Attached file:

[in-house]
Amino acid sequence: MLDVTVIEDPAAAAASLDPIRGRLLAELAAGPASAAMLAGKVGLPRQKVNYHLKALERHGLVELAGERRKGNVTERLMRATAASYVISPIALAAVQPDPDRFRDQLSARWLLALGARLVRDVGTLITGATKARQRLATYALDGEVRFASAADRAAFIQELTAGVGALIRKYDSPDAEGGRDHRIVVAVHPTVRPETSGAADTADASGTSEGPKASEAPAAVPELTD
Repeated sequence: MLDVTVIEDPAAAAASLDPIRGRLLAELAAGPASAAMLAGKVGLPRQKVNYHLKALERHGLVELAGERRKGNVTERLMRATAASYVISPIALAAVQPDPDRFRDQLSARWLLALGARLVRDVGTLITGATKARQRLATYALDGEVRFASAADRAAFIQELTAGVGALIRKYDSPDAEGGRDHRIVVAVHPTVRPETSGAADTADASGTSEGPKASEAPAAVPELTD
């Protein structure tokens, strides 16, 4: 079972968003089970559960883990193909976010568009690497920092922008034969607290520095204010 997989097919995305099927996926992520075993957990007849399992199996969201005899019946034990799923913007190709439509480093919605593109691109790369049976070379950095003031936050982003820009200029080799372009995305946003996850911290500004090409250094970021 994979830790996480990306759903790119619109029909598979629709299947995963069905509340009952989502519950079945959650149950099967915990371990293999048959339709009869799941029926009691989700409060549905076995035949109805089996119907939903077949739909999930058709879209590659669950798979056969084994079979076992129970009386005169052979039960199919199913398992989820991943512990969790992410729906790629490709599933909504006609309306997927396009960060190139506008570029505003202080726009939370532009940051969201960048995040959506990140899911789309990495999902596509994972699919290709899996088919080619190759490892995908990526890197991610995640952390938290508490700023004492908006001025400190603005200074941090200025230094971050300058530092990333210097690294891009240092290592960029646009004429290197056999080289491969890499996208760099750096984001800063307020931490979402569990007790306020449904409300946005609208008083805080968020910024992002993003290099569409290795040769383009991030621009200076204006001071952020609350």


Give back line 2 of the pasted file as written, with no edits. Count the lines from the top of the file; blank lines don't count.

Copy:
Amino acid sequence: MLDVTVIEDPAAAAASLDPIRGRLLAELAAGPASAAMLAGKVGLPRQKVNYHLKALERHGLVELAGERRKGNVTERLMRATAASYVISPIALAAVQPDPDRFRDQLSARWLLALGARLVRDVGTLITGATKARQRLATYALDGEVRFASAADRAAFIQELTAGVGALIRKYDSPDAEGGRDHRIVVAVHPTVRPETSGAADTADASGTSEGPKASEAPAAVPELTD